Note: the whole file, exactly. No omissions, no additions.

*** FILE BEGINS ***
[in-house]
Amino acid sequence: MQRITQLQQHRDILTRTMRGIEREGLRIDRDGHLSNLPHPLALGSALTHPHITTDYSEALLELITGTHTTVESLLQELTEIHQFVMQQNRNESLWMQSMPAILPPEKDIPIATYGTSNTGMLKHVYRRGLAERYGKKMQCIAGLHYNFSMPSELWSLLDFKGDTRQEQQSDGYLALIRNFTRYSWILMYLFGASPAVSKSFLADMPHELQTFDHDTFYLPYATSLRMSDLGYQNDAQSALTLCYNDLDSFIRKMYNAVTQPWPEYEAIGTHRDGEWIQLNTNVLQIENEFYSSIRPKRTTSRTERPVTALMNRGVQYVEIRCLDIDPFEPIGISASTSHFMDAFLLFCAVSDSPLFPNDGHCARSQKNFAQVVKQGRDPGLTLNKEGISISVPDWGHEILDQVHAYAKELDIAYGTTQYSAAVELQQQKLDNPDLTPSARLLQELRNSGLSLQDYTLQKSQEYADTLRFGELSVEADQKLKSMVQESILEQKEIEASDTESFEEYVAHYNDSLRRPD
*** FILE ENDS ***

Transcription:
[in-house]
Amino acid sequence: MQRITQLQQHRDILTRTMRGIEREGLRIDRDGHLSNLPHPLALGSALTHPHITTDYSEALLELITGTHTTVESLLQELTEIHQFVMQQNRNESLWMQSMPAILPPEKDIPIATYGTSNTGMLKHVYRRGLAERYGKKMQCIAGLHYNFSMPSELWSLLDFKGDTRQEQQSDGYLALIRNFTRYSWILMYLFGASPAVSKSFLADMPHELQTFDHDTFYLPYATSLRMSDLGYQNDAQSALTLCYNDLDSFIRKMYNAVTQPWPEYEAIGTHRDGEWIQLNTNVLQIENEFYSSIRPKRTTSRTERPVTALMNRGVQYVEIRCLDIDPFEPIGISASTSHFMDAFLLFCAVSDSPLFPNDGHCARSQKNFAQVVKQGRDPGLTLNKEGISISVPDWGHEILDQVHAYAKELDIAYGTTQYSAAVELQQQKLDNPDLTPSARLLQELRNSGLSLQDYTLQKSQEYADTLRFGELSVEADQKLKSMVQESILEQKEIEASDTESFEEYVAHYNDSLRRPD